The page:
The key to getting more qualified math and science teachers into Michigan schools is simple, according to state Superintendent Mike Flanagan: pay them more.
Flanagan, who heads up the Michigan Department of Education, said Monday at an assembly of scientists at Michigan State University that Michigan schools need more math and science teachers. The problem, he said, is that most scientists and mathematicians don't consider teaching in public schools to be a viable career option.
“We can do all we want with content standards, but the elephant in the room is that it won’t do much good if we don’t have enough math and science teachers in our schools,” Flanagan said while discussing science standards in K-12 shools, according to a release from the state.
“When you ratchet-up teacher salaries to $100,000-plus, market forces will direct more mid-career changers and you’ll attract more math and science college students into our educator prep programs,” he added. “We need to be moving all teachers to that salary level to continue getting the best and brightest people educating our students.
“It’s all about talent.”
Average teacher salaries, according to statistics released annually by the MDE, vary by tens of thousands of dollars, depending on the school district. No district's average salary in 2010-11 hit $100,000.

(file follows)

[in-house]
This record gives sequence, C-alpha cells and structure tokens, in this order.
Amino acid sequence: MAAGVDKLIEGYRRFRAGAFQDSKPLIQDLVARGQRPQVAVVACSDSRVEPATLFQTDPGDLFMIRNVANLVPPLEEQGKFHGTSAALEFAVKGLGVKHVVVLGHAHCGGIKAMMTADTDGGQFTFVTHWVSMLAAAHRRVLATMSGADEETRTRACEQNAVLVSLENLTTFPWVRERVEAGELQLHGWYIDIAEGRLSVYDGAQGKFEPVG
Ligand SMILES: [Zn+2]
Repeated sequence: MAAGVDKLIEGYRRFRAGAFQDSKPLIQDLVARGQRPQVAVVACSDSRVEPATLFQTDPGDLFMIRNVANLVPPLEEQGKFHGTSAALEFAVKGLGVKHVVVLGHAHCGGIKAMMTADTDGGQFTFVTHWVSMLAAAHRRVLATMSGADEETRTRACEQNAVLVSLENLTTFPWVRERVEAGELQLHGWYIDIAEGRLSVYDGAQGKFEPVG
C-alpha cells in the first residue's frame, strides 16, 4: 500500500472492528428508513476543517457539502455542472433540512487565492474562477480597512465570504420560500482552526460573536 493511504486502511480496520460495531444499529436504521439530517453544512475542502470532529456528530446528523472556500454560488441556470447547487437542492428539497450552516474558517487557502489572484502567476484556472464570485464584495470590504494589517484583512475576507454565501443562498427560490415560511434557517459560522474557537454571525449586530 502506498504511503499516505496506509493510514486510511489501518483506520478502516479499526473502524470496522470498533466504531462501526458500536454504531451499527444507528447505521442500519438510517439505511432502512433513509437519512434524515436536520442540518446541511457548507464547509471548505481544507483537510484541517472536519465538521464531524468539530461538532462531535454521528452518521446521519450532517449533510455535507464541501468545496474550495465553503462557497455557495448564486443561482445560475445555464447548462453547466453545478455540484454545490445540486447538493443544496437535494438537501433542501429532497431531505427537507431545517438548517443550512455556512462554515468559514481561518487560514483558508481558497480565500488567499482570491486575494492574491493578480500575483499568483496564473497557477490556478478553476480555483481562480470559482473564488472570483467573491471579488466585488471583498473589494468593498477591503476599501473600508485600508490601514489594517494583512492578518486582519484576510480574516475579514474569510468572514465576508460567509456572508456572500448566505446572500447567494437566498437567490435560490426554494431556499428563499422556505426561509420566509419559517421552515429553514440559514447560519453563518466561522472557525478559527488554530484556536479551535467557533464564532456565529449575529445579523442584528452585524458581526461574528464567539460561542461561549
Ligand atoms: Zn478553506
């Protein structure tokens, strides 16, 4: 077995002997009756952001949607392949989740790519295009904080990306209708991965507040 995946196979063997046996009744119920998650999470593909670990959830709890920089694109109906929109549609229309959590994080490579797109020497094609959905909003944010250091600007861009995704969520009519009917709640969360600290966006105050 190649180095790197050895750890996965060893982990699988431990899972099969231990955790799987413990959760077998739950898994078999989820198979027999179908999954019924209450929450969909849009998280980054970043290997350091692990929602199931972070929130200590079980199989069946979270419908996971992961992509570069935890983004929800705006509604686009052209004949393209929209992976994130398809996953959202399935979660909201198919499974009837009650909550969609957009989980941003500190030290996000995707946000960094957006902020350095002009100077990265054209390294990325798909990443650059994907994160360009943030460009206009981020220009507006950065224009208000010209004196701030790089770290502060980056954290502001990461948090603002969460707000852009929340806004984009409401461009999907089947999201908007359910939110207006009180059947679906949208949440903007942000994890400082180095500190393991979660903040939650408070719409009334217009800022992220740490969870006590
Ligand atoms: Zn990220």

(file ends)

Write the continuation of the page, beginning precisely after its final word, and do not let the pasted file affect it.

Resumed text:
For example, the average salary for a teacher within Dearborn Public Schools in 2010-11 was $75,190.
Do you think Michigan teachers should have higher salaries? Tell us your thoughts in the comments.
Correction: The average teachers salary at Birmingham Public Schools in 2010-11 was $75,323.07, district officials said Jan. 31. The original version of this story incorrectly stated that Birmingham had the highest average teacher salary in the state, at $94,703. This number was provided by the Michigan Department of Education, however district officials said this week that salary data had been mis-reported to the state in 2011.